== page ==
There has been a notable change in the type of study published in this journal over time. All but four of the papers published in 2005 and 2006 were non-empirical in content. These included editorials, debates, reviews without explicitly reported methodology, and conceptual work. In contrast, in years 2008-2010 these sorts of contributions comprised only around half of papers published each year. In total, out of 94 papers across the six years 10 presented primary research, 15 secondary analysis and 7 structured or systematic literature reviews. Methodological approaches used in studies began to represent the diversity that is needed in this field, ranging from macro-level quantitative research such as a statistical analysis of effects of globalization on health analysis of the dynamics of global antiretroviral medicine markets to micro level, inductive studies aimed at explaining how processes of globalization are experienced such as that of Read et al. () exploring local suffering within global discourses on mental health and human rights. In general more papers (n = 53) refer to a ‘global’ context or to developing countries in general, and fewer give focus to individual countries or specific world regions (n = 32). In 2009 and 2010 there was an increase in the number of papers focusing on specific countries and this may reflect the increasing number of empirical studies published during this time.
Sources of research funding were poorly reported but where information was available there was a fairly equal spread between public (n = 15) and private sources (n = 19). Public funding sources included government departments such as the Department for International Development, UK and national research councils. Private sources included pharmaceutical companies, not-for-profit organisations, private foundations and university departments in US universities. For the vast majority of papers (n = 87) the first author was affiliated to an institution in a high income country, despite the publisher’s policy to waive the article processing fee for authors from low-income countries and long standing calls to ensure research from developing countries is represented in international health literature Langer et al..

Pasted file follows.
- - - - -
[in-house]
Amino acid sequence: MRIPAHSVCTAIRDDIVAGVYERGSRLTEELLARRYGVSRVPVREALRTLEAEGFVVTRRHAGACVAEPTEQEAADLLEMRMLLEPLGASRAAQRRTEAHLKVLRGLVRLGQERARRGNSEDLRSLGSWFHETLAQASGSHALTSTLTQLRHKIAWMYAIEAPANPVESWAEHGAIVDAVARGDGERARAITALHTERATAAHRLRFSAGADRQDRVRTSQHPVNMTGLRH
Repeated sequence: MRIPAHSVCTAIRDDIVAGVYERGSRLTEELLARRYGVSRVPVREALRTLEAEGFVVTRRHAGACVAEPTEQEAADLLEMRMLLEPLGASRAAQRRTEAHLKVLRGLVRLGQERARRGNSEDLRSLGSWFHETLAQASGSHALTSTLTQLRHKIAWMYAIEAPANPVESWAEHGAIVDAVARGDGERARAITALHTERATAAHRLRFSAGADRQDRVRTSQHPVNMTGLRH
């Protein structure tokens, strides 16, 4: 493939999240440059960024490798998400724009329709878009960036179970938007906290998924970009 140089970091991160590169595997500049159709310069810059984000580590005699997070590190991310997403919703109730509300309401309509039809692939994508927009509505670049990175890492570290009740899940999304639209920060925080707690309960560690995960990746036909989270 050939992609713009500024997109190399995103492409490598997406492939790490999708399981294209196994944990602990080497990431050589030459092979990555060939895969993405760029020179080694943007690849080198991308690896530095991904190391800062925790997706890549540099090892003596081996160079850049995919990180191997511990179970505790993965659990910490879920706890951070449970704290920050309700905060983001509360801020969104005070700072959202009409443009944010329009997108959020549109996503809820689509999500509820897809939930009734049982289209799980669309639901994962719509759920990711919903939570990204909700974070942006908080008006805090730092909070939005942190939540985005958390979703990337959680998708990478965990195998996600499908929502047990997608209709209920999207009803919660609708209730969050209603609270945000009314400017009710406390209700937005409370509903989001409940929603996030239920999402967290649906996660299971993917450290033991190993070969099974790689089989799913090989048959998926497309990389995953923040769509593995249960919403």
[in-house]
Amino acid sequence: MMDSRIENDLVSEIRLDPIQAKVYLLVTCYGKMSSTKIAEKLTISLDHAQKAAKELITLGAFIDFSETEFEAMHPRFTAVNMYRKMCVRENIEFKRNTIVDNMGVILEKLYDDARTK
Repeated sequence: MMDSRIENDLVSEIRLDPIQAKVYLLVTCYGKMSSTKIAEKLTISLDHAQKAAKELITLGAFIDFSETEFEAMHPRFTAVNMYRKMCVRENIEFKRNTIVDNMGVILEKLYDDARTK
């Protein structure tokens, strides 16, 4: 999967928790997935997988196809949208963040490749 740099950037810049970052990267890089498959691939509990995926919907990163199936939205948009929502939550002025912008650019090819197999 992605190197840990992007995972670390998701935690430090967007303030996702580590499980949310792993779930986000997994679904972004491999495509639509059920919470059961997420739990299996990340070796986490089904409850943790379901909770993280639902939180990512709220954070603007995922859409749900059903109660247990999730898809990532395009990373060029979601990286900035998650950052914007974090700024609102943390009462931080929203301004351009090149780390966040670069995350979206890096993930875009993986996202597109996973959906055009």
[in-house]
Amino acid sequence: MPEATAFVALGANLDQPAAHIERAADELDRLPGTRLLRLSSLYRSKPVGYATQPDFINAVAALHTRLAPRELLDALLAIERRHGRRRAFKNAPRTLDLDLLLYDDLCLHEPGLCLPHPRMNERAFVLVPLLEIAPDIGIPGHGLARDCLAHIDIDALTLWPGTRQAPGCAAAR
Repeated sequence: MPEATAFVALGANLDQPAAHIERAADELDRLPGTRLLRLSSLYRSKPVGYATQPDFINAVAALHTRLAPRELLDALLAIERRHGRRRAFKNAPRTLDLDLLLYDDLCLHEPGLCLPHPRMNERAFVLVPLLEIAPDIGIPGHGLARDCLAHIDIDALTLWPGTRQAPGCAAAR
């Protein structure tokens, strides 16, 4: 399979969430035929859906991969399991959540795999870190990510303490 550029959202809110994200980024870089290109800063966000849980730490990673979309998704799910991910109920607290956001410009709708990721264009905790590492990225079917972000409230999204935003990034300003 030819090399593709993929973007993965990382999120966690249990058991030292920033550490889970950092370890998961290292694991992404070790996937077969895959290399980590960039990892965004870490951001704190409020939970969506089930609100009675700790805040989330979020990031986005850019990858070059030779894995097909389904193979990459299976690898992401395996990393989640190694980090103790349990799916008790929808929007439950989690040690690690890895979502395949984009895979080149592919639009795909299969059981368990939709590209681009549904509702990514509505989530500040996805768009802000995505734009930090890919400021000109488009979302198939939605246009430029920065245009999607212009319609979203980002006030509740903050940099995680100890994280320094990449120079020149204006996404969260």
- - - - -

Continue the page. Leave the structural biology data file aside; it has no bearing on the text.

The majority of papers each year, and 54 out of 94 in total, have lead authors with a bio-medical or population health perspective (including epidemiology and public health) but in more recent years a greater proportion of social science papers have been published rising to 9 out of 23 in 2010. No one social science discipline dominated and there have been contributions from economics (incorporating health economics), psychology, political science and international studies, demography, development studies, management and business studies, human geography, social policy, sociology and anthropology.
The special issue on social science approaches
This brief review of papers points to several important gaps in the initial coverage of Globalization and Health, some of which mirror challenges facing the wider international publishing field. One important conclusion is that, despite its importance to the field, social science has been somewhat under-represented in the journal to date. This situation begins to be addressed with publication of this special issue, a selection of peer reviewed papers from those presented at a research sympo-sium organised by King’s College London, Jawaharlal Nehru University and LSE Health, London School of Economics and Political Science (LSE) on this theme in July 2010. The international meeting was held at the LSE and supported by the UK Economic and Social Research Council (ESRC). The special issue brings together review articles, reports of original research studies and concept papers that reflect current developments within a range of social science disciplines contributing to this area of enquiry. The aim of the collection is to highlight challenges and innovative approaches and to inform future research agendas. The full collection can accessed athttp://www.globalizationandhealth.com/series/social_science_perspectives
The special issue draws together empirical and non-empirical studies from different disciplines with first authors from economics[15–18], political science, psychology, sociology, business studies, social policy. It also includes a perspective from public health that takes up the case for greater funding of social science research.